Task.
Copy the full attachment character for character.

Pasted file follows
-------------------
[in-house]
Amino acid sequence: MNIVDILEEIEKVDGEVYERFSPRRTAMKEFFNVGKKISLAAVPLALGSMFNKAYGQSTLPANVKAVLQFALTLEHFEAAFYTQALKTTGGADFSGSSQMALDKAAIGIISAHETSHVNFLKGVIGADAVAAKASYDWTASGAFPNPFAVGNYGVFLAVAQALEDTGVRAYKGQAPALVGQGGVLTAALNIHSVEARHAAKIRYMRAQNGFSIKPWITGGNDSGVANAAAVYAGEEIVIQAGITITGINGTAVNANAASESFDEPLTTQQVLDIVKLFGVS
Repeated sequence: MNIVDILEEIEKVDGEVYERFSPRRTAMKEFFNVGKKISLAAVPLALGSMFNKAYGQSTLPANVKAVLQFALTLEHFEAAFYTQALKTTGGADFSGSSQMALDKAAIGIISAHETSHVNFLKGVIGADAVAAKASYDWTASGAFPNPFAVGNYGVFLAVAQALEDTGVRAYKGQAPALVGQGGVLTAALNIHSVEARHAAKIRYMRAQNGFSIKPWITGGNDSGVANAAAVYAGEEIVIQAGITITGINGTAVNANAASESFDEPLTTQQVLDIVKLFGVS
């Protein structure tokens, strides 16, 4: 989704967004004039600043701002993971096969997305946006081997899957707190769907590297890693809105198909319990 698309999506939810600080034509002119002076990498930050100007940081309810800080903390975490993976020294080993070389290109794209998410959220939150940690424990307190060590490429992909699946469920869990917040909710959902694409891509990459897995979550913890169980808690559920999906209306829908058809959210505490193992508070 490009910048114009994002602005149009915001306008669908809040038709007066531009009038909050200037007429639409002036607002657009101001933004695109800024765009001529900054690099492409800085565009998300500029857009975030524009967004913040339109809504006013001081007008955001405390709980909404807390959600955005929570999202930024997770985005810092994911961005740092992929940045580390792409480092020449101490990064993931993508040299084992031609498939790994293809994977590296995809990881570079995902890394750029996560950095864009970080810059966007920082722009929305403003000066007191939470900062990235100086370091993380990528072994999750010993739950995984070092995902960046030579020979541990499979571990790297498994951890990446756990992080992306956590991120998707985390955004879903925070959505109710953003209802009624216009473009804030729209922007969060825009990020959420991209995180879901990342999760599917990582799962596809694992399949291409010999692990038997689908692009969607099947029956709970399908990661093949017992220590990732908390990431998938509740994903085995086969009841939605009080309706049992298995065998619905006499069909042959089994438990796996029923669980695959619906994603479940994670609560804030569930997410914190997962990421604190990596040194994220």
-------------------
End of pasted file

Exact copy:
[in-house]
Amino acid sequence: MNIVDILEEIEKVDGEVYERFSPRRTAMKEFFNVGKKISLAAVPLALGSMFNKAYGQSTLPANVKAVLQFALTLEHFEAAFYTQALKTTGGADFSGSSQMALDKAAIGIISAHETSHVNFLKGVIGADAVAAKASYDWTASGAFPNPFAVGNYGVFLAVAQALEDTGVRAYKGQAPALVGQGGVLTAALNIHSVEARHAAKIRYMRAQNGFSIKPWITGGNDSGVANAAAVYAGEEIVIQAGITITGINGTAVNANAASESFDEPLTTQQVLDIVKLFGVS
Repeated sequence: MNIVDILEEIEKVDGEVYERFSPRRTAMKEFFNVGKKISLAAVPLALGSMFNKAYGQSTLPANVKAVLQFALTLEHFEAAFYTQALKTTGGADFSGSSQMALDKAAIGIISAHETSHVNFLKGVIGADAVAAKASYDWTASGAFPNPFAVGNYGVFLAVAQALEDTGVRAYKGQAPALVGQGGVLTAALNIHSVEARHAAKIRYMRAQNGFSIKPWITGGNDSGVANAAAVYAGEEIVIQAGITITGINGTAVNANAASESFDEPLTTQQVLDIVKLFGVS
């Protein structure tokens, strides 16, 4: 989704967004004039600043701002993971096969997305946006081997899957707190769907590297890693809105198909319990 698309999506939810600080034509002119002076990498930050100007940081309810800080903390975490993976020294080993070389290109794209998410959220939150940690424990307190060590490429992909699946469920869990917040909710959902694409891509990459897995979550913890169980808690559920999906209306829908058809959210505490193992508070 490009910048114009994002602005149009915001306008669908809040038709007066531009009038909050200037007429639409002036607002657009101001933004695109800024765009001529900054690099492409800085565009998300500029857009975030524009967004913040339109809504006013001081007008955001405390709980909404807390959600955005929570999202930024997770985005810092994911961005740092992929940045580390792409480092020449101490990064993931993508040299084992031609498939790994293809994977590296995809990881570079995902890394750029996560950095864009970080810059966007920082722009929305403003000066007191939470900062990235100086370091993380990528072994999750010993739950995984070092995902960046030579020979541990499979571990790297498994951890990446756990992080992306956590991120998707985390955004879903925070959505109710953003209802009624216009473009804030729209922007969060825009990020959420991209995180879901990342999760599917990582799962596809694992399949291409010999692990038997689908692009969607099947029956709970399908990661093949017992220590990732908390990431998938509740994903085995086969009841939605009080309706049992298995065998619905006499069909042959089994438990796996029923669980695959619906994603479940994670609560804030569930997410914190997962990421604190990596040194994220």